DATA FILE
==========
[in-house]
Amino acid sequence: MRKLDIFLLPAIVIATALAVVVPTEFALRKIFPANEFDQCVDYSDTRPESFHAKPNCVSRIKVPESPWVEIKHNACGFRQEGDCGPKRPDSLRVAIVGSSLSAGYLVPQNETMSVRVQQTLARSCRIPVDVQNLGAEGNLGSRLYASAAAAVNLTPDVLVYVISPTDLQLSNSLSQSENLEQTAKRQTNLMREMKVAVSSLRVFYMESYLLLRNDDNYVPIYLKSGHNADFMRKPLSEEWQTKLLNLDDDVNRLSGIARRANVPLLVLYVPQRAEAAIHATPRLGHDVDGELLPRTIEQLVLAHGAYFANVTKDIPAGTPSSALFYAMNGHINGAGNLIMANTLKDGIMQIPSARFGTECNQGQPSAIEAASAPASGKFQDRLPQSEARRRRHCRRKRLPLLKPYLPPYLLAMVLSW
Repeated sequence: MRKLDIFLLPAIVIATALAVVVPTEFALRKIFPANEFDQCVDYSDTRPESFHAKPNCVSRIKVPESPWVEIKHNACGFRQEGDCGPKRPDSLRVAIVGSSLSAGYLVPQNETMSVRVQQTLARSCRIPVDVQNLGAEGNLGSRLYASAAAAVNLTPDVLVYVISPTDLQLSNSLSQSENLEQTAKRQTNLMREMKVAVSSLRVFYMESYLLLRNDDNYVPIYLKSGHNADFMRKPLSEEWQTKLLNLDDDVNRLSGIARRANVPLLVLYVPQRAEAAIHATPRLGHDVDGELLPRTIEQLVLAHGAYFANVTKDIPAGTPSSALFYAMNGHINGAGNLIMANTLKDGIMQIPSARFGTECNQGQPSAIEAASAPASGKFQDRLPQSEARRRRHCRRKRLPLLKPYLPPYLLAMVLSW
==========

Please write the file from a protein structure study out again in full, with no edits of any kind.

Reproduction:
[in-house]
Amino acid sequence: MRKLDIFLLPAIVIATALAVVVPTEFALRKIFPANEFDQCVDYSDTRPESFHAKPNCVSRIKVPESPWVEIKHNACGFRQEGDCGPKRPDSLRVAIVGSSLSAGYLVPQNETMSVRVQQTLARSCRIPVDVQNLGAEGNLGSRLYASAAAAVNLTPDVLVYVISPTDLQLSNSLSQSENLEQTAKRQTNLMREMKVAVSSLRVFYMESYLLLRNDDNYVPIYLKSGHNADFMRKPLSEEWQTKLLNLDDDVNRLSGIARRANVPLLVLYVPQRAEAAIHATPRLGHDVDGELLPRTIEQLVLAHGAYFANVTKDIPAGTPSSALFYAMNGHINGAGNLIMANTLKDGIMQIPSARFGTECNQGQPSAIEAASAPASGKFQDRLPQSEARRRRHCRRKRLPLLKPYLPPYLLAMVLSW
Repeated sequence: MRKLDIFLLPAIVIATALAVVVPTEFALRKIFPANEFDQCVDYSDTRPESFHAKPNCVSRIKVPESPWVEIKHNACGFRQEGDCGPKRPDSLRVAIVGSSLSAGYLVPQNETMSVRVQQTLARSCRIPVDVQNLGAEGNLGSRLYASAAAAVNLTPDVLVYVISPTDLQLSNSLSQSENLEQTAKRQTNLMREMKVAVSSLRVFYMESYLLLRNDDNYVPIYLKSGHNADFMRKPLSEEWQTKLLNLDDDVNRLSGIARRANVPLLVLYVPQRAEAAIHATPRLGHDVDGELLPRTIEQLVLAHGAYFANVTKDIPAGTPSSALFYAMNGHINGAGNLIMANTLKDGIMQIPSARFGTECNQGQPSAIEAASAPASGKFQDRLPQSEARRRRHCRRKRLPLLKPYLPPYLLAMVLSW